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Scott Milder

Endorsement watch: Crossing over

Nice.

Miguel Suazo

Former Texas Land Commissioner Jerry Patterson, a Republican, has endorsed Democrat Miguel Suazo in his bid to replace current Texas Land Commissioner George P. Bush. Patterson, a former political rival of Bush, cited what he called mismanagement of the Alamo and Hurricane Harvey recovery efforts.

Patterson isn’t the only Republican taking the unusual approach of withholding support from Bush. Three other former Republican primary opponents of Bush — Rick Range, Davey Edwards and David Watts — signed onto a letter with Patterson saying they would not be voting for Bush in November.

“There are things that are more important than your party,” Patterson said. “The Alamo is Texas.”

[…]

Patterson told The Texas Tribune he had spoken with Suazo and liked what he heard. He acknowledged that it is unlikely Bush loses in November; Texas hasn’t elected a Democrat to statewide office since 1994. But he said there was a “very, very remote chance.”

“The statewide candidates in Texas in November, some of their fortunes may be dependent of the fortunes of Donald Trump,” Patterson said. “But that’s not the point. I don’t have any compulsion to always back the winner. My compulsion is to be true to my convictions.”

Suazo said he was “honored” to have Patterson’s endorsement, saying the former commissioner had put “Texas before Party.”

If you care to search the archives here, you will see that I have long had some affection for Jerry Patterson. There’s plenty I don’t agree with him on, but he always took the job of Land Commissioner seriously, and I respected him for that. He was also a rare member of the ruling class that was not himself a plutocrat; as a story about the financial disclosures of statewide officeholders revealed, his two sources of income as Land Commissioner were his salary for that job, and his military pension. I saw him express some approval of Miguel Suazo’s positions regarding the Alamo a couple months back, and I wondered at this time if that might culminate in an endorsement. I’m glad to see that it did. He’s right that in the end it probably won’t have much effect on the outcome, but it’s good to know that Patterson is still the kind of person I thought he was when he was in office. Thanks for that, Jerry.

And then later in the same day, we got this.

Bennett Ratliff, a Republican who preceded Matt Rinaldi as state representative for his Dallas County district, endorsed Rinaldi’s Democratic opponent, Julie Johnson.

“As a lifelong Republican, I have supported and worked for Republican candidates since before I was able to vote, I have voted Republican since I was able and served as a Republican elected official. I have supported the party, our nominees, and I have never endorsed a Democrat for office. But extraordinary times call for extraordinary measures,” Ratliff wrote in a message to supporters on Friday.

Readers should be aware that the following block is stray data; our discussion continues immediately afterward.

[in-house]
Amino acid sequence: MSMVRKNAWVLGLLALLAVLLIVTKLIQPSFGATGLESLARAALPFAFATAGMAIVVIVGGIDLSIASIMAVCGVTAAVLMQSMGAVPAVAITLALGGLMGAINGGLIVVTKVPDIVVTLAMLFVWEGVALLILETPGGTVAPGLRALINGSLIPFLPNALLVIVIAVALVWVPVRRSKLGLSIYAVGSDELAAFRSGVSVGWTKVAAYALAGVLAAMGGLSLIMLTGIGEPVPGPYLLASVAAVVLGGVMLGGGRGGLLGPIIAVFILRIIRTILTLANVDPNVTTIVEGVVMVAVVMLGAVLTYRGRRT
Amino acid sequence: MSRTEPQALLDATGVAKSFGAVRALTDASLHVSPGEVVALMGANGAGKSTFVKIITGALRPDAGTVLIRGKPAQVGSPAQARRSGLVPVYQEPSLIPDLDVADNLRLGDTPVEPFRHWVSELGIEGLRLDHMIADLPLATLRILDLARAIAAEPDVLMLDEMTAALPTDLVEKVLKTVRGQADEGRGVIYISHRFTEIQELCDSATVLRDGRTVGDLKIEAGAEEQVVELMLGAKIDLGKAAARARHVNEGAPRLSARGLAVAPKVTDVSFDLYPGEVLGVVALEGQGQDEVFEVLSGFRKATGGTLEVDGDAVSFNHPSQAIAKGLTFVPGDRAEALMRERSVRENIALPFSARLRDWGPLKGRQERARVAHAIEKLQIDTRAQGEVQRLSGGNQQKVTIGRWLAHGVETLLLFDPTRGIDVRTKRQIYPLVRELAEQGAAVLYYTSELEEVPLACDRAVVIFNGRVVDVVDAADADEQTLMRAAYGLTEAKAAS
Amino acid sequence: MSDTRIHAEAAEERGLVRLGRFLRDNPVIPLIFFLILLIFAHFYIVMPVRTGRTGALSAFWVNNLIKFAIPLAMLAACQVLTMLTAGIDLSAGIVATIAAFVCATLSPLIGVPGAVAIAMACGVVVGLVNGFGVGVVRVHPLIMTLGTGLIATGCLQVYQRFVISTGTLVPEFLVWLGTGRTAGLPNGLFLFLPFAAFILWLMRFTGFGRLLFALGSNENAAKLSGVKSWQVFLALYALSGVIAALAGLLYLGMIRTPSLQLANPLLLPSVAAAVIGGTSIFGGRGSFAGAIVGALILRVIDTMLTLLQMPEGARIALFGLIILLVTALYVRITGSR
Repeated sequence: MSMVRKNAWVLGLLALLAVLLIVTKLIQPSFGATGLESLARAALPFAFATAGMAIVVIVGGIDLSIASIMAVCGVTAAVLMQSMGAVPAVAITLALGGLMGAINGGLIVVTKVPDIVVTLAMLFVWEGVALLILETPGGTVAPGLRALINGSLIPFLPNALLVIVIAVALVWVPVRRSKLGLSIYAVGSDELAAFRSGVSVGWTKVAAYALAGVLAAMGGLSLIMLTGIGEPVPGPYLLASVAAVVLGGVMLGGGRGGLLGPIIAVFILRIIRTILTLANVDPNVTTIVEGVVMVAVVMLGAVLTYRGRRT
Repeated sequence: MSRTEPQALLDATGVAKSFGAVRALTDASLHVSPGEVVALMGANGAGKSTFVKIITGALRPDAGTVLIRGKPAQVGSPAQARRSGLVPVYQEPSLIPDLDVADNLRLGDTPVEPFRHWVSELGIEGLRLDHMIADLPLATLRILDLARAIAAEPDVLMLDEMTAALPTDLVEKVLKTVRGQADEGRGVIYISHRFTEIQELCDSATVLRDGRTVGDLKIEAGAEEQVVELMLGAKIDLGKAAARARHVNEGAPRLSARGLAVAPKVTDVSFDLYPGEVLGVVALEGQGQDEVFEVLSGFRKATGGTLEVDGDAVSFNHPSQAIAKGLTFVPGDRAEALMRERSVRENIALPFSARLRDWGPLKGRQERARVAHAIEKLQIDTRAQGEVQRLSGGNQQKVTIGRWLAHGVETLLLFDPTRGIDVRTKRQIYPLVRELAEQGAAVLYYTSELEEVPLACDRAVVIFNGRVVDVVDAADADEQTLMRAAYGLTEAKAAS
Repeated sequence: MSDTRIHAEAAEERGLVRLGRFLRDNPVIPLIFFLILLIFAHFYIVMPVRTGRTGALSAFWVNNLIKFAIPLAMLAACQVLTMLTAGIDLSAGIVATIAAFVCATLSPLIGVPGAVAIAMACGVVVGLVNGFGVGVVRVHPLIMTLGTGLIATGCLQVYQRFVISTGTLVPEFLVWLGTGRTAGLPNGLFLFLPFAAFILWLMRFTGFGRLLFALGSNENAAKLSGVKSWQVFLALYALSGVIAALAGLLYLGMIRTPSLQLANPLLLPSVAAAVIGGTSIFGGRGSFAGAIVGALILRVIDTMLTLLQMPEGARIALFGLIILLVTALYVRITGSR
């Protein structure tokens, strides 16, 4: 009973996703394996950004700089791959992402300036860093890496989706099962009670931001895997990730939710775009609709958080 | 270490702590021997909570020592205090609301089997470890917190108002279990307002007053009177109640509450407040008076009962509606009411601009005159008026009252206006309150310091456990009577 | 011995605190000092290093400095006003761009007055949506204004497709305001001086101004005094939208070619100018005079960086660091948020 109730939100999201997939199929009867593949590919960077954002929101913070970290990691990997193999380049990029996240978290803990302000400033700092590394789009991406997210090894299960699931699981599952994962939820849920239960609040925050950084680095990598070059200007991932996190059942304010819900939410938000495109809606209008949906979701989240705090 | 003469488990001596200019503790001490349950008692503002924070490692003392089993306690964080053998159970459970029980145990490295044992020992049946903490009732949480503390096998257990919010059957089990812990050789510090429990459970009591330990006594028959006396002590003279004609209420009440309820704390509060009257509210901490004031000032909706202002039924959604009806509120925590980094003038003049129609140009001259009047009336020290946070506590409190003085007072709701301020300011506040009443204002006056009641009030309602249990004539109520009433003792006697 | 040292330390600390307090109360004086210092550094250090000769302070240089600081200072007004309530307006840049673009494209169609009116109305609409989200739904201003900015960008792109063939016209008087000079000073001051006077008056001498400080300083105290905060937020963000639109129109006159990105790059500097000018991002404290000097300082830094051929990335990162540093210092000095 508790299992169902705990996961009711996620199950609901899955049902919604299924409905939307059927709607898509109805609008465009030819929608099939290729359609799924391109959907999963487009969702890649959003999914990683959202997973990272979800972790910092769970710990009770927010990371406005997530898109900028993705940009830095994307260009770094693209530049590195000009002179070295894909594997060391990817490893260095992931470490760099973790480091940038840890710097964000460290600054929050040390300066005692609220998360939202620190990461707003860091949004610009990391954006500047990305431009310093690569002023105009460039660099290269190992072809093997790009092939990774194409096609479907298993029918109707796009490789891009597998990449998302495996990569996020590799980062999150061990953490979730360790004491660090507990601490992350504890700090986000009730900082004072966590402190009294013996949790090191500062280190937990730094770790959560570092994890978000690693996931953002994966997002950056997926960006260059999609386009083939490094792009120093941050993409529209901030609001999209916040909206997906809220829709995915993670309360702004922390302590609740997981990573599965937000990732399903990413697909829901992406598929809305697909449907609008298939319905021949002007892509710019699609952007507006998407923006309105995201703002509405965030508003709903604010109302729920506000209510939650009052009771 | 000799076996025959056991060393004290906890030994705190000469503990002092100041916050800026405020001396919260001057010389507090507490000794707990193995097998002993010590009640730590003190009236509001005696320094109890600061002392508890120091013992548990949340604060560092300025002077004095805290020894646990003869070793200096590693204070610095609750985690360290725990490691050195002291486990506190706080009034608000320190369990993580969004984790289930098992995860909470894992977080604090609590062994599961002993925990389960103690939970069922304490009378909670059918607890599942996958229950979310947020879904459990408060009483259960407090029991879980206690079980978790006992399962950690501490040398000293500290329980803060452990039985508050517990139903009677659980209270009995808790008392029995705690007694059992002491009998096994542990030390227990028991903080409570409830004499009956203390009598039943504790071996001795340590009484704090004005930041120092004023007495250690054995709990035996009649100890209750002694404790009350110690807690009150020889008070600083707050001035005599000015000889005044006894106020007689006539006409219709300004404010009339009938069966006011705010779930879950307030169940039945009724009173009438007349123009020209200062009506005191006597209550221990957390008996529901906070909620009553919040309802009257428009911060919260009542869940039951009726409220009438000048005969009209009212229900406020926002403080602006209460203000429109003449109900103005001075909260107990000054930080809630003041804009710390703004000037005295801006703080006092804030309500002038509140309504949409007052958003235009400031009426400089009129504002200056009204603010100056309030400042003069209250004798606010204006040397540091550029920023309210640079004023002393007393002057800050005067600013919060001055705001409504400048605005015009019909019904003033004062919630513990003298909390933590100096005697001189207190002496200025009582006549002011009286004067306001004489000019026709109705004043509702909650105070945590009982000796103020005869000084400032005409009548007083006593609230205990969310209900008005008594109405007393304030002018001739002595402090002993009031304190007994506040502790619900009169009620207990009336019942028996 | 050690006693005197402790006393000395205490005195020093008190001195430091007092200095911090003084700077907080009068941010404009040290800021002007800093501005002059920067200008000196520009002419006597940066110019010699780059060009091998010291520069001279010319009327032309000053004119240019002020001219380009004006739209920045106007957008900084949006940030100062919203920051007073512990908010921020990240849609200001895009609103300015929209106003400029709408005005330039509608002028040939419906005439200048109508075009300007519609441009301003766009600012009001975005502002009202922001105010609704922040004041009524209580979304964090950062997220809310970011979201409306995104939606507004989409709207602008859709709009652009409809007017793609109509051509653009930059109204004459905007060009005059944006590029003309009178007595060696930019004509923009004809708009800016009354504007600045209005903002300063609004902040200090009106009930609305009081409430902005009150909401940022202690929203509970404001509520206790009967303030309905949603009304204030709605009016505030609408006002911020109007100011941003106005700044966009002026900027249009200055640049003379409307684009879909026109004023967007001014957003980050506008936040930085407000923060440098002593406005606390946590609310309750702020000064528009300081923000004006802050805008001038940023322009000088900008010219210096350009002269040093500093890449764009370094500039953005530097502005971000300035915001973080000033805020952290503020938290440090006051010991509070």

Ratliff represented House District 115 — which covers Irving, Coppell, Carrollton, Farmers Branch and Addison — in 2013 after defeating Rinaldi in the 2012 Republican primary. But Rinaldi won the seat from Ratliff in a rematch in 2014. Rinaldi once again beat back a challenge from Ratliff in 2016, before narrowly edging out his Democratic opponent.

Ratliff said the upcoming session would be a critical moment for Texas public schools and said Rinaldi was “in the pocket of a small group of wealthy donors” and had failed to advocate for Texas schoolchildren and local taxpayers.

“In addition to his complete ineffectiveness and lack of decorum in office, Representative Rinaldi voted 10 times against legislation to reform our school finance system, legislation that would have helped public schools and provided local tax relief,” Ratliff said. “As a result, I believe it’s time we change our representation, so we can refocus the priorities of our State Legislature.”

[…]

In his letter, Ratliff, a former Coppell school board member, said he believed Johnson would be a good advocate for Texas school students, teachers and local taxpayers.

“While we don’t agree on every issue facing our state, we both agree and understand that Republicans and Democrats must come together on the issue of public education for the future of our children,” Ratliff said. “I encourage my friends and neighbors to join me in voting for Julie Johnson.”

Johnson is endorsed by Texas Parent PAC, a bipartisan political action committee that advocates for high quality public education. Ratliff is on the PAC’s leadership board.

Johnson, a personal injury lawyer from Addison who was also endorsed by the Human Rights Campaign and Planned Parenthood, said she has Republican support because many of the district’s constituents don’t feel represented by Rinaldi.

“Former Representative Ratliff’s support for my candidacy in House District 115 is proof of what we’ve been saying for months– Texans are tired of extremist partisan politics and want their elected officials to put people first, no matter what,” Johnson said in an email statement. “It’s time to focus on the issues that affect us the most, like fully funding our public schools and taking care of our teachers. I will work with anyone in the Texas House who has a good idea and I will vote down bills that are bad for Texans regardless of where they come from.”

Very nice. And the fact that Rinaldi is one of the worst members of the House makes it that much sweeter. Now if three makes a trend, we have a trend, because right after the primary, Lt. Governor candidate Scott Milder endorsed Mike Collier over Dan Patrick. How much difference these endorsements all make I couldn’t say, but I’d sure rather have them than not.

Dan Patrick is a wimp